Fitness Certifications »
Continuing Education »
Professional Resources »
About ACE »
ACE Store »
Sales and Promotions »
ACE Partner Account »
Need Help? Call Us » (888) 825‑3636
Follow ACE on

Better Body Language for Health and Fitness Professionals

Better Body Language for Health and Fitness Professionals | Amber Long | Expert Articles | 2/20/2016


Sign up to receive relevant, science-based health and fitness news from ACE each month.

It’s been said that it takes seven seconds to make a first impression. Body language is a big part of the instant imprint you make with another person. In the first few moments of meeting new people, they notice how you make them feel. Open body language and welcoming mannerisms are crucial in helping current and prospective clients feel comfortable and connected to you. Use these five body language tips to enhance your training skills and engage in meaningful interactions in and out of the gym.

  1. Maintain a welcoming posture. Avoid crossing your arms or resting your hands on your hips. These stances are intimidating and suggest a defensive demeanor. Stand tall, smile and make some sort of welcoming gesture as soon as you see your client. You don’t know what that client went through to get to the gym that day. As soon as the client arrives, it is your job to make him or her feel welcome and ready to focus on the workout you’ve planned.
  2. Make eye contact and engage whenever possible. Keep the 10-6 rule in mind. If you are within 10 feet of a prospective client, make eye contact and acknowledge him or her. If you are within 6 feet, make an effort to engage in salutations or small talk. A simple “Good morning,” or “How are you?” is good, but try to make it specific to that person. Use the individual’s name, comment on his or her shoes or, even better, acknowledge his or her efforts in the gym. “Jane, I noticed you tried a yoga class yesterday. How did it go?” This lets the client know that you’ve noticed her and that she matters. It also allows the client to feel proud of her work.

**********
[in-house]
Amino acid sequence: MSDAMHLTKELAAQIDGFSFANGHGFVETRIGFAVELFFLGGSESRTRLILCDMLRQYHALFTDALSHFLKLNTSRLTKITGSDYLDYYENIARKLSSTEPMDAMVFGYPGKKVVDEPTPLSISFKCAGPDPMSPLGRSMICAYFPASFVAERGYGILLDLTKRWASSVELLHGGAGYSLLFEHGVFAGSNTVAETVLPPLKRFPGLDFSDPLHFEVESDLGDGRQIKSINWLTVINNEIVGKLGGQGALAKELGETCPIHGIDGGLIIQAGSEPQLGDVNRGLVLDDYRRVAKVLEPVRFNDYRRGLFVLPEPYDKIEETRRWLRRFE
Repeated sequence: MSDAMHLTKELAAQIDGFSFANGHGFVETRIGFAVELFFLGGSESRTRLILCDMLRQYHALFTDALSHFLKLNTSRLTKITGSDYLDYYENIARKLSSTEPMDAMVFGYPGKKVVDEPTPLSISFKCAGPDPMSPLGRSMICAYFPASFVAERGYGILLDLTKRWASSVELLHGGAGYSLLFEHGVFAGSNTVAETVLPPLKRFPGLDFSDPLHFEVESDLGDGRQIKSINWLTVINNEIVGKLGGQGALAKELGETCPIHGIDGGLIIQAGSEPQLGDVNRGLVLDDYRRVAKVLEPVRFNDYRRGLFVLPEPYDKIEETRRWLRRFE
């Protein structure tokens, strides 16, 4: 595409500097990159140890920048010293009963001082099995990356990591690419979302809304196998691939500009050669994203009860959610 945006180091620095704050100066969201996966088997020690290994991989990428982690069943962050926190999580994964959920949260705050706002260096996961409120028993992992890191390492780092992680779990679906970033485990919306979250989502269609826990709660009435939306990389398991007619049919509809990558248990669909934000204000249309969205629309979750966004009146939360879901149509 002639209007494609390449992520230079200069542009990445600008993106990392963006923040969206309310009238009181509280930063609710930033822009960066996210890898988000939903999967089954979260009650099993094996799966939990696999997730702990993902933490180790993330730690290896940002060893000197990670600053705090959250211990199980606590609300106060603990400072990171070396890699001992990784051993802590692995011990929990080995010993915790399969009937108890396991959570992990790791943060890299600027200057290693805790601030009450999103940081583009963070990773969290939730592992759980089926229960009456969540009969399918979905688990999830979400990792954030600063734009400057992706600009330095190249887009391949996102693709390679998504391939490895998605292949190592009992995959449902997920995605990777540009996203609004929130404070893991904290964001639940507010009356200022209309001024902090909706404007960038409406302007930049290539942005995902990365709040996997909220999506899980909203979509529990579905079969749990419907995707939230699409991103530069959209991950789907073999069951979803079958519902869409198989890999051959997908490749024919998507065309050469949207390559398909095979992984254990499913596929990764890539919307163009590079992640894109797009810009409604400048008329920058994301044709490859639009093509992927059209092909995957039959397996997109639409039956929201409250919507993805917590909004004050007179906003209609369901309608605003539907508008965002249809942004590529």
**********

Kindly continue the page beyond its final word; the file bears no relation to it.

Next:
3. Keep your hands free. Objects in your hands act as barriers. It a subconscious way of saying - I am not going to fully engage with you. This means putting down the clipboard—if you need to make notes or program edits, do so and then put it down. Second, absolutely no cell phones. Potential clients see you using your phone and assume you are checking Facebook or emails rather than engaging with the client right in front of you. Wear a watch or invest in an old-fashioned stopwatch. Finally, don’t ever bring food, drinks, gum or candy to a training session, which should be 100 percent about the client. If you are eating or drinking, you are not giving all of your attention to your client. Chewing gum is distracting and disrespectful in a training session. Keep a toothbrush in your bag to ward off coffee or onion breath if that’s a concern. Build time between clients to eat and refresh as needed.
  4. Operate on the client's level. Try to remain at eye level with your client at all times. This facilitates a greater feeling of working together. Standing over a client automatically puts you in a dominant position. If the client is standing, stand beside him or her, with an open posture. If your client is kneeling, you should kneel, too. If the client is on the ground, assume a kneeling position right beside him or her. Sitting sends a relaxed signal to your body when you need to be alert. Aim to be on the edge of the personal space bubble. This allows you to provide important kinesthetic or touch-based cues and speak to the client in a personal manner, rather than barking commands from a few feet away. From afar, prospective clients will view you as actively engaged rather than just monitoring your client while he or she exercises.
  5. Don’t forget the power of (appropriate) touch. When a client completes a new move for the first time or achieves a personal best, it is fun and meaningful to mark the occasion with a high five, fist bump or pat on the back. Physical contact is a great way to enhance the bond between you and your client. Touch or tactile cueing can also be a great teaching method to help clients develop kinesthetic awareness. A simple touch of the shoulder can help a client find proper posture. Placing a hand near the knee can guide a better squat. Communicate with your client that you will be using touch and why it will help. Pay attention to non-verbal cues and discontinue touch if you feel the client is uncomfortable.

Positive body language is a simple way to engage more fully in any relationship in your life. These five tips can be applied in and out of the gym for better communication, trust and rapport.